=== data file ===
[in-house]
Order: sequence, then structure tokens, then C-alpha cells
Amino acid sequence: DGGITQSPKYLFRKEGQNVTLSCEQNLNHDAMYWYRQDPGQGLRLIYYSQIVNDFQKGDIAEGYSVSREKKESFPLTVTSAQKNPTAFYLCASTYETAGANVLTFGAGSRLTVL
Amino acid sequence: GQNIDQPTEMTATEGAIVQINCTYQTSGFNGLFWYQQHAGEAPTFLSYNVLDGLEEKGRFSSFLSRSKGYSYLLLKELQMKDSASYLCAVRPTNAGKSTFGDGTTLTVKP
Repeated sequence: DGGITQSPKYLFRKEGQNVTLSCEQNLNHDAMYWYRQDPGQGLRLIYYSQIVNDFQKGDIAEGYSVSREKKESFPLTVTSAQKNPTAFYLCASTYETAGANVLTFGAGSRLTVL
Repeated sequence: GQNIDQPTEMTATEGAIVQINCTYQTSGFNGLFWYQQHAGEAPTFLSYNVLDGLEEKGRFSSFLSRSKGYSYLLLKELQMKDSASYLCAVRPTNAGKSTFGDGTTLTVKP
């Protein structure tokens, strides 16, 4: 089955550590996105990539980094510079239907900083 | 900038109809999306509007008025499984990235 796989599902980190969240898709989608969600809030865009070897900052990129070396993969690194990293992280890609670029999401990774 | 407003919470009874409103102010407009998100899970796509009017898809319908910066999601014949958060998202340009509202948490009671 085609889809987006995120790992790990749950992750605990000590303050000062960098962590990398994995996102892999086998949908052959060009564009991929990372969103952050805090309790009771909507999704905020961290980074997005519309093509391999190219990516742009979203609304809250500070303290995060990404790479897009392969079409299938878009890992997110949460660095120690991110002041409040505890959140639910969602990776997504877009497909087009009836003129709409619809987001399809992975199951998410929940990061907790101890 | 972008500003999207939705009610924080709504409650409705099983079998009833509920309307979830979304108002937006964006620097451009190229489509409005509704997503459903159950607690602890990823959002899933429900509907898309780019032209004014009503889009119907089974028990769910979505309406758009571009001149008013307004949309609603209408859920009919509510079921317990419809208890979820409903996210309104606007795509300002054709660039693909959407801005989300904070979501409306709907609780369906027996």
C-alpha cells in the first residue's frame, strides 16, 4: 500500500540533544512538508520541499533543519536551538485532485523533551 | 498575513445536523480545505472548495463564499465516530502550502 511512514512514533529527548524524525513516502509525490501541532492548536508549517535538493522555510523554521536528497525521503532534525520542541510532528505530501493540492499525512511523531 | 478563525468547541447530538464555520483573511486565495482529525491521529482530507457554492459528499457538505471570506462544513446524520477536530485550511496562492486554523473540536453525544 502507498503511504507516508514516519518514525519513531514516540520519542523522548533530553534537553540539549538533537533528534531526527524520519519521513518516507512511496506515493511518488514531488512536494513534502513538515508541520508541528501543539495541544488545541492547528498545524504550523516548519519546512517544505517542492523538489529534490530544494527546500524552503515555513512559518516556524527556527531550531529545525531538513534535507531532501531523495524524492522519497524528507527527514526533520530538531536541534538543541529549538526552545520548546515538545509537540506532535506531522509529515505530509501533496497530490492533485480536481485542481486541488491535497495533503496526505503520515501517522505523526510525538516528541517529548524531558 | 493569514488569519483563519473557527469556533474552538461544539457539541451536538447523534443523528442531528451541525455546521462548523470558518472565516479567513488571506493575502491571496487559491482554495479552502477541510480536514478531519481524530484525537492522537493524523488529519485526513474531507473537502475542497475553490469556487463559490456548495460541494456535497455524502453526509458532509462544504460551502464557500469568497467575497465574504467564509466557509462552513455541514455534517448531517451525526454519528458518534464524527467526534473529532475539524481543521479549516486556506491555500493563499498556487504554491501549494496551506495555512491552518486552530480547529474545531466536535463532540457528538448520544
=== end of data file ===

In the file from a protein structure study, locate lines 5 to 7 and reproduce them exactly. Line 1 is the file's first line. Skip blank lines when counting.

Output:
Repeated sequence: DGGITQSPKYLFRKEGQNVTLSCEQNLNHDAMYWYRQDPGQGLRLIYYSQIVNDFQKGDIAEGYSVSREKKESFPLTVTSAQKNPTAFYLCASTYETAGANVLTFGAGSRLTVL
Repeated sequence: GQNIDQPTEMTATEGAIVQINCTYQTSGFNGLFWYQQHAGEAPTFLSYNVLDGLEEKGRFSSFLSRSKGYSYLLLKELQMKDSASYLCAVRPTNAGKSTFGDGTTLTVKP
């Protein structure tokens, strides 16, 4: 089955550590996105990539980094510079239907900083 | 900038109809999306509007008025499984990235 796989599902980190969240898709989608969600809030865009070897900052990129070396993969690194990293992280890609670029999401990774 | 407003919470009874409103102010407009998100899970796509009017898809319908910066999601014949958060998202340009509202948490009671 085609889809987006995120790992790990749950992750605990000590303050000062960098962590990398994995996102892999086998949908052959060009564009991929990372969103952050805090309790009771909507999704905020961290980074997005519309093509391999190219990516742009979203609304809250500070303290995060990404790479897009392969079409299938878009890992997110949460660095120690991110002041409040505890959140639910969602990776997504877009497909087009009836003129709409619809987001399809992975199951998410929940990061907790101890 | 972008500003999207939705009610924080709504409650409705099983079998009833509920309307979830979304108002937006964006620097451009190229489509409005509704997503459903159950607690602890990823959002899933429900509907898309780019032209004014009503889009119907089974028990769910979505309406758009571009001149008013307004949309609603209408859920009919509510079921317990419809208890979820409903996210309104606007795509300002054709660039693909959407801005989300904070979501409306709907609780369906027996």